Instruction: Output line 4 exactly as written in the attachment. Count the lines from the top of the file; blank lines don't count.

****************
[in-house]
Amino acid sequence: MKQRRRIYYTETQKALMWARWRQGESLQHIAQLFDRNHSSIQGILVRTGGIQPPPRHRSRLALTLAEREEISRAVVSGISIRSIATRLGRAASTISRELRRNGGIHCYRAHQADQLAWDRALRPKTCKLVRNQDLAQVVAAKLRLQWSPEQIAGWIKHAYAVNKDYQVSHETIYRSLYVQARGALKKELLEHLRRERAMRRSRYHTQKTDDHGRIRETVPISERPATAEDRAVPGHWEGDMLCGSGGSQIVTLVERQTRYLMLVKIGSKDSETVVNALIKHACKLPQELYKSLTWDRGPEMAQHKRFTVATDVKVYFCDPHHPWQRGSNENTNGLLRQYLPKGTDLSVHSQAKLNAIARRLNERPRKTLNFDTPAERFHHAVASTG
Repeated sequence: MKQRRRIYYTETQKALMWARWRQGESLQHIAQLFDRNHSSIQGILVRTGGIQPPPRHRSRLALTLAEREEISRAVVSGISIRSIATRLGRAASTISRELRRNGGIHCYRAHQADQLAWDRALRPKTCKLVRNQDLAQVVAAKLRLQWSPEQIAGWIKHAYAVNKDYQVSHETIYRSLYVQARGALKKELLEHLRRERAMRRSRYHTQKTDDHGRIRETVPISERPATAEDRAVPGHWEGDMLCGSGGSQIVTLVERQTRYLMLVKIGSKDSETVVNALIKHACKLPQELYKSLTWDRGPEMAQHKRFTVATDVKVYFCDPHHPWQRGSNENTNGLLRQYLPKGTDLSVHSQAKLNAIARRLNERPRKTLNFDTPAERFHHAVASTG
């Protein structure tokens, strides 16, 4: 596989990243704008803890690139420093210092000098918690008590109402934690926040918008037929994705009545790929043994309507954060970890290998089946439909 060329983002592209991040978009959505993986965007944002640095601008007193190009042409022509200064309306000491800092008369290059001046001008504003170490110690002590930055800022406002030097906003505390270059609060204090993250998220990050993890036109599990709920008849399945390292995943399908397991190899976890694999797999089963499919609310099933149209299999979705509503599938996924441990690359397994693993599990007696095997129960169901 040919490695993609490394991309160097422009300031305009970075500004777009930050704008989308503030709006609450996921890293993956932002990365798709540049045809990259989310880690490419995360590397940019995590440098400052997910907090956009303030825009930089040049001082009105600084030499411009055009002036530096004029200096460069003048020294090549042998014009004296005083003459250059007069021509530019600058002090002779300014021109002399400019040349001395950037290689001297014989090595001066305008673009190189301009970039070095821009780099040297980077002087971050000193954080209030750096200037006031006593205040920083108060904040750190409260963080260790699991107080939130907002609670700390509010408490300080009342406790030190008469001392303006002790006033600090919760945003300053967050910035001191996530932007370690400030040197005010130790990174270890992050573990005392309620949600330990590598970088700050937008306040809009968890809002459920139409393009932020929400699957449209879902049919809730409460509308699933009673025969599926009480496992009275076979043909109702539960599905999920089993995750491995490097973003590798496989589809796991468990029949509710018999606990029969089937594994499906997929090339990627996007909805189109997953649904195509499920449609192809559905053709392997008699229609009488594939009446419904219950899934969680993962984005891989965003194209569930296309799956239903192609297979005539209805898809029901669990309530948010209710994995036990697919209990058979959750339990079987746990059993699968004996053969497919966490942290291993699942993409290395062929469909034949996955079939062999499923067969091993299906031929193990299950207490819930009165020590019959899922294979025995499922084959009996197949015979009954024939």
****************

């Protein structure tokens, strides 16, 4: 596989990243704008803890690139420093210092000098918690008590109402934690926040918008037929994705009545790929043994309507954060970890290998089946439909 060329983002592209991040978009959505993986965007944002640095601008007193190009042409022509200064309306000491800092008369290059001046001008504003170490110690002590930055800022406002030097906003505390270059609060204090993250998220990050993890036109599990709920008849399945390292995943399908397991190899976890694999797999089963499919609310099933149209299999979705509503599938996924441990690359397994693993599990007696095997129960169901 040919490695993609490394991309160097422009300031305009970075500004777009930050704008989308503030709006609450996921890293993956932002990365798709540049045809990259989310880690490419995360590397940019995590440098400052997910907090956009303030825009930089040049001082009105600084030499411009055009002036530096004029200096460069003048020294090549042998014009004296005083003459250059007069021509530019600058002090002779300014021109002399400019040349001395950037290689001297014989090595001066305008673009190189301009970039070095821009780099040297980077002087971050000193954080209030750096200037006031006593205040920083108060904040750190409260963080260790699991107080939130907002609670700390509010408490300080009342406790030190008469001392303006002790006033600090919760945003300053967050910035001191996530932007370690400030040197005010130790990174270890992050573990005392309620949600330990590598970088700050937008306040809009968890809002459920139409393009932020929400699957449209879902049919809730409460509308699933009673025969599926009480496992009275076979043909109702539960599905999920089993995750491995490097973003590798496989589809796991468990029949509710018999606990029969089937594994499906997929090339990627996007909805189109997953649904195509499920449609192809559905053709392997008699229609009488594939009446419904219950899934969680993962984005891989965003194209569930296309799956239903192609297979005539209805898809029901669990309530948010209710994995036990697919209990058979959750339990079987746990059993699968004996053969497919966490942290291993699942993409290395062929469909034949996955079939062999499923067969091993299906031929193990299950207490819930009165020590019959899922294979025995499922084959009996197949015979009954024939």